NJ Turnpike bottleneck about to be broken

 Undated file photo of construction work on the New Jersey Turnpike. (Photo courtesy of NJDOT)

Undated file photo of construction work on the New Jersey Turnpike. (Photo courtesy of NJDOT)

For many New Jersey commuters, the daily obstacle course through construction signs and cone zones is a numbing and mundane experience. On the New Jersey Turnpike between Exit 6 (Mansfield) and Exit 9 (East Brunswick) road work has been going on for four straight years. While we put up with it, most of us have no idea what the goal is and most importantly when will it end.

You’ll be happy to know that we’re much closer to the end of this project than we are to the start.

Tom Feeney, spokesman for the NJ Turnpike Authority, said that the construction is part of the Interchange 6 to 9 Widening Program, an ongoing project that he expects will vastly improve traffic movement in several of the Turnpike’s chronically problematic areas. One area that he hopes will see major improvements is the juncture near exit 8a where the Turnpike’s division of inner car lanes and outer truck lanes converge into a three-lane roadway.

“The merge is the most congested spot on either of the two roadways,” Feeney said of this area. “On holiday weekends it’s routinely backed up by 15 to 20 miles. It’s the worst bottleneck on the Turnpike.”

That’s not the only troubled zone the Turnpike routinely experiences. Who can forget the truck that smashed into the I-95 overpass near exit 7a last October, shutting down both sides of the Turnpike for five hours? And the far more recent north and southbound accidents near the same exit that caused lane closures on the Wednesday leading up to last Fourth of July weekend? With the new lane additions, this section of the turnpike should be able to maintain better traffic flow while handling accidents and closures.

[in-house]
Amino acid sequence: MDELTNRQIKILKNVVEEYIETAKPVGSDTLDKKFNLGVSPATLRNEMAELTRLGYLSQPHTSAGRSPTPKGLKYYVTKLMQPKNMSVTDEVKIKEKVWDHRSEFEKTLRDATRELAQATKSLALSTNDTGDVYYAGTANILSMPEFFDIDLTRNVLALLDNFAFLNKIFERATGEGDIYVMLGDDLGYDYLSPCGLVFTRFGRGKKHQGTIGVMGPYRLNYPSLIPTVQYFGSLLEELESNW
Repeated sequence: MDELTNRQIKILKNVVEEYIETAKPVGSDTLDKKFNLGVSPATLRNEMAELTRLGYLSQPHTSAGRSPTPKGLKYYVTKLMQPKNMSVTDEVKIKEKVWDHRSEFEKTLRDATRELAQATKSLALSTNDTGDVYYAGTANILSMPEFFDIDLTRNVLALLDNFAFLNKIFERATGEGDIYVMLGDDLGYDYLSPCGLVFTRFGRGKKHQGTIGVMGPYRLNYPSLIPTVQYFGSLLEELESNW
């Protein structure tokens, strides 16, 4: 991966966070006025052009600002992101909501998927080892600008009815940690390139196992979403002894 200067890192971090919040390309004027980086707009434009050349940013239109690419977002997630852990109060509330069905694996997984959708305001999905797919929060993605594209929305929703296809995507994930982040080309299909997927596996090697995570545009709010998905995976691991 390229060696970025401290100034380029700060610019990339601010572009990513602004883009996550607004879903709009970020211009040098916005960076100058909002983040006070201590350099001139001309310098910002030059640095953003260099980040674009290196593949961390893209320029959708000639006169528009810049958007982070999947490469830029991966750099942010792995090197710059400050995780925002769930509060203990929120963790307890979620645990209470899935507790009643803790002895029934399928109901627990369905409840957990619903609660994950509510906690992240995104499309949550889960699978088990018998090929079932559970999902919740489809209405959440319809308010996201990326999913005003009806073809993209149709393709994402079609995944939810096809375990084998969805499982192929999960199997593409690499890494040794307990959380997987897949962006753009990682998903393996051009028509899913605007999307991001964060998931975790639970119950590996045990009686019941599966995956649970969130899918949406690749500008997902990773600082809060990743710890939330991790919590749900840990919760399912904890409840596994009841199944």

The massive Widening Program began in the summer of 2009, and by the time it’s complete it will have turned this section of the Turnpike into a dual-dual highway. This means that there will be twelve lanes in total – that’s six lanes in each direction, with three for cars/trucks/buses and three for cars only.

“We’re on schedule and should complete construction next year,” Feeney said. He explained that the new lanes will be finished by next summer, which is when traffic will be moved exclusively onto these fresh lanes while the existing lanes are repaved.

“By Thanksgiving of next year the full project will be open,” Feeney laughed. “Just in time for the holidays!”

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